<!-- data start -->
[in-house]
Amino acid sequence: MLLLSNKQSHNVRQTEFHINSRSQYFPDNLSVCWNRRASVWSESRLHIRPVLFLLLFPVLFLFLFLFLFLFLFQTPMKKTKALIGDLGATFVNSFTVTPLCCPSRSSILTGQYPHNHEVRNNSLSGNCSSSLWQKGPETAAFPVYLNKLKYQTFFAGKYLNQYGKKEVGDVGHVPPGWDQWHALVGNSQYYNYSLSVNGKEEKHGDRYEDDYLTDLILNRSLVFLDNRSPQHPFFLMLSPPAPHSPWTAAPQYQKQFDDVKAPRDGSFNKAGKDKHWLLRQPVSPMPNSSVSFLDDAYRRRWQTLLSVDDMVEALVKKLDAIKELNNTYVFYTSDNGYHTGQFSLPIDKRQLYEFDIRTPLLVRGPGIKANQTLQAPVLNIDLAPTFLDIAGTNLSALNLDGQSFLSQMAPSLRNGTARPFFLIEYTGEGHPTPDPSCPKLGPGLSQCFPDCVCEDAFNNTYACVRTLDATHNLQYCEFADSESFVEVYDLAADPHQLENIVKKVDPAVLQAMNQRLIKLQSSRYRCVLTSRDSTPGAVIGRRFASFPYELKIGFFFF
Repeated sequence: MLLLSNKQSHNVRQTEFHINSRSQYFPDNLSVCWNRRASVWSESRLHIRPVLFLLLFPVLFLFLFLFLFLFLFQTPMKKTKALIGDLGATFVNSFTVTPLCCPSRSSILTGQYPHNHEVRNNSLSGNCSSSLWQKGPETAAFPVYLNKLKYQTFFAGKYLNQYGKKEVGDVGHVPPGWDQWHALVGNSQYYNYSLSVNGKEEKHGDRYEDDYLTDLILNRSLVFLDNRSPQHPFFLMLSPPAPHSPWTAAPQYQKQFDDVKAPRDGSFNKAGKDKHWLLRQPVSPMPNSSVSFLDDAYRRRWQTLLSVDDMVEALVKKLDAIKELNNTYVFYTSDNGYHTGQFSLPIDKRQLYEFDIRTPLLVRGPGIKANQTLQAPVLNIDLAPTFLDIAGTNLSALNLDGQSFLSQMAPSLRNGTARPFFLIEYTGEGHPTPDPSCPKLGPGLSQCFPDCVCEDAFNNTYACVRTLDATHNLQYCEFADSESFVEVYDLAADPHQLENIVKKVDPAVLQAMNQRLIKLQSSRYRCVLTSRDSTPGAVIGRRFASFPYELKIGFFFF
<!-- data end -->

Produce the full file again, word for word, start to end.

[in-house]
Amino acid sequence: MLLLSNKQSHNVRQTEFHINSRSQYFPDNLSVCWNRRASVWSESRLHIRPVLFLLLFPVLFLFLFLFLFLFLFQTPMKKTKALIGDLGATFVNSFTVTPLCCPSRSSILTGQYPHNHEVRNNSLSGNCSSSLWQKGPETAAFPVYLNKLKYQTFFAGKYLNQYGKKEVGDVGHVPPGWDQWHALVGNSQYYNYSLSVNGKEEKHGDRYEDDYLTDLILNRSLVFLDNRSPQHPFFLMLSPPAPHSPWTAAPQYQKQFDDVKAPRDGSFNKAGKDKHWLLRQPVSPMPNSSVSFLDDAYRRRWQTLLSVDDMVEALVKKLDAIKELNNTYVFYTSDNGYHTGQFSLPIDKRQLYEFDIRTPLLVRGPGIKANQTLQAPVLNIDLAPTFLDIAGTNLSALNLDGQSFLSQMAPSLRNGTARPFFLIEYTGEGHPTPDPSCPKLGPGLSQCFPDCVCEDAFNNTYACVRTLDATHNLQYCEFADSESFVEVYDLAADPHQLENIVKKVDPAVLQAMNQRLIKLQSSRYRCVLTSRDSTPGAVIGRRFASFPYELKIGFFFF
Repeated sequence: MLLLSNKQSHNVRQTEFHINSRSQYFPDNLSVCWNRRASVWSESRLHIRPVLFLLLFPVLFLFLFLFLFLFLFQTPMKKTKALIGDLGATFVNSFTVTPLCCPSRSSILTGQYPHNHEVRNNSLSGNCSSSLWQKGPETAAFPVYLNKLKYQTFFAGKYLNQYGKKEVGDVGHVPPGWDQWHALVGNSQYYNYSLSVNGKEEKHGDRYEDDYLTDLILNRSLVFLDNRSPQHPFFLMLSPPAPHSPWTAAPQYQKQFDDVKAPRDGSFNKAGKDKHWLLRQPVSPMPNSSVSFLDDAYRRRWQTLLSVDDMVEALVKKLDAIKELNNTYVFYTSDNGYHTGQFSLPIDKRQLYEFDIRTPLLVRGPGIKANQTLQAPVLNIDLAPTFLDIAGTNLSALNLDGQSFLSQMAPSLRNGTARPFFLIEYTGEGHPTPDPSCPKLGPGLSQCFPDCVCEDAFNNTYACVRTLDATHNLQYCEFADSESFVEVYDLAADPHQLENIVKKVDPAVLQAMNQRLIKLQSSRYRCVLTSRDSTPGAVIGRRFASFPYELKIGFFFF